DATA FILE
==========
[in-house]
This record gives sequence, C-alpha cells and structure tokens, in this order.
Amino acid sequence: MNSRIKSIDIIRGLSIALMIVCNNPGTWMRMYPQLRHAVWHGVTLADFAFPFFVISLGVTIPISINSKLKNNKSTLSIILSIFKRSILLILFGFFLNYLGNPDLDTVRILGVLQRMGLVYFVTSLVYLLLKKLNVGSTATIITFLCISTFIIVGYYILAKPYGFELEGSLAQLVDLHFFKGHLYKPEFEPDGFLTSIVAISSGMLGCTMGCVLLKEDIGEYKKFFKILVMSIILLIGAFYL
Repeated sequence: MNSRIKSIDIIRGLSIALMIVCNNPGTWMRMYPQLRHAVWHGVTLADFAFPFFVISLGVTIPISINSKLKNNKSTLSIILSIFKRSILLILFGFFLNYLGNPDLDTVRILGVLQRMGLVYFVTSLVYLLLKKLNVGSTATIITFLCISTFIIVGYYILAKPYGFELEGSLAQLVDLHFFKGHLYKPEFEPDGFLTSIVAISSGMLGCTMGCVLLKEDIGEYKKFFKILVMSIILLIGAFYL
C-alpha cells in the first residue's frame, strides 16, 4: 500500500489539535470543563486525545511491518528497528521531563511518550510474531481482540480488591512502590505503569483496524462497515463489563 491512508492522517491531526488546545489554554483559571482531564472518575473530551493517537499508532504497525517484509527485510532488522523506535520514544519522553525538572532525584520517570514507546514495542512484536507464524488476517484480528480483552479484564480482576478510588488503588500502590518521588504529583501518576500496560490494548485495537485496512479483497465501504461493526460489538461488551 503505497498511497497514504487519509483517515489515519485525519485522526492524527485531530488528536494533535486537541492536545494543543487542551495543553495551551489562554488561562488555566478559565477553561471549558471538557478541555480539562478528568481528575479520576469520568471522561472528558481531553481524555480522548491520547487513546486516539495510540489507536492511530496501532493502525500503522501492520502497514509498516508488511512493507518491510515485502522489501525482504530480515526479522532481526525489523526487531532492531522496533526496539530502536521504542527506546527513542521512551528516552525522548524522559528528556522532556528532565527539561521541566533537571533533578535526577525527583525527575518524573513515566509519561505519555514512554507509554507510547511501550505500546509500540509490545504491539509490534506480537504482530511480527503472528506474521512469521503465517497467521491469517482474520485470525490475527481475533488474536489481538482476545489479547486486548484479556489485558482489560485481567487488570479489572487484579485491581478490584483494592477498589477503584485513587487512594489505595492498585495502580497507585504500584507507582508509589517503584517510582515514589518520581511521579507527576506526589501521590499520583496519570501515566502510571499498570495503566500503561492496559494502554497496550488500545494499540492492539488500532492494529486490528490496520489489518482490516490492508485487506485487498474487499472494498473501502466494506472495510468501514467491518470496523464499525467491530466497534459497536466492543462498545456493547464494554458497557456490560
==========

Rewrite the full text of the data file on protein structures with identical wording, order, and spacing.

[in-house]
This record gives sequence, C-alpha cells and structure tokens, in this order.
Amino acid sequence: MNSRIKSIDIIRGLSIALMIVCNNPGTWMRMYPQLRHAVWHGVTLADFAFPFFVISLGVTIPISINSKLKNNKSTLSIILSIFKRSILLILFGFFLNYLGNPDLDTVRILGVLQRMGLVYFVTSLVYLLLKKLNVGSTATIITFLCISTFIIVGYYILAKPYGFELEGSLAQLVDLHFFKGHLYKPEFEPDGFLTSIVAISSGMLGCTMGCVLLKEDIGEYKKFFKILVMSIILLIGAFYL
Repeated sequence: MNSRIKSIDIIRGLSIALMIVCNNPGTWMRMYPQLRHAVWHGVTLADFAFPFFVISLGVTIPISINSKLKNNKSTLSIILSIFKRSILLILFGFFLNYLGNPDLDTVRILGVLQRMGLVYFVTSLVYLLLKKLNVGSTATIITFLCISTFIIVGYYILAKPYGFELEGSLAQLVDLHFFKGHLYKPEFEPDGFLTSIVAISSGMLGCTMGCVLLKEDIGEYKKFFKILVMSIILLIGAFYL
C-alpha cells in the first residue's frame, strides 16, 4: 500500500489539535470543563486525545511491518528497528521531563511518550510474531481482540480488591512502590505503569483496524462497515463489563 491512508492522517491531526488546545489554554483559571482531564472518575473530551493517537499508532504497525517484509527485510532488522523506535520514544519522553525538572532525584520517570514507546514495542512484536507464524488476517484480528480483552479484564480482576478510588488503588500502590518521588504529583501518576500496560490494548485495537485496512479483497465501504461493526460489538461488551 503505497498511497497514504487519509483517515489515519485525519485522526492524527485531530488528536494533535486537541492536545494543543487542551495543553495551551489562554488561562488555566478559565477553561471549558471538557478541555480539562478528568481528575479520576469520568471522561472528558481531553481524555480522548491520547487513546486516539495510540489507536492511530496501532493502525500503522501492520502497514509498516508488511512493507518491510515485502522489501525482504530480515526479522532481526525489523526487531532492531522496533526496539530502536521504542527506546527513542521512551528516552525522548524522559528528556522532556528532565527539561521541566533537571533533578535526577525527583525527575518524573513515566509519561505519555514512554507509554507510547511501550505500546509500540509490545504491539509490534506480537504482530511480527503472528506474521512469521503465517497467521491469517482474520485470525490475527481475533488474536489481538482476545489479547486486548484479556489485558482489560485481567487488570479489572487484579485491581478490584483494592477498589477503584485513587487512594489505595492498585495502580497507585504500584507507582508509589517503584517510582515514589518520581511521579507527576506526589501521590499520583496519570501515566502510571499498570495503566500503561492496559494502554497496550488500545494499540492492539488500532492494529486490528490496520489489518482490516490492508485487506485487498474487499472494498473501502466494506472495510468501514467491518470496523464499525467491530466497534459497536466492543462498545456493547464494554458497557456490560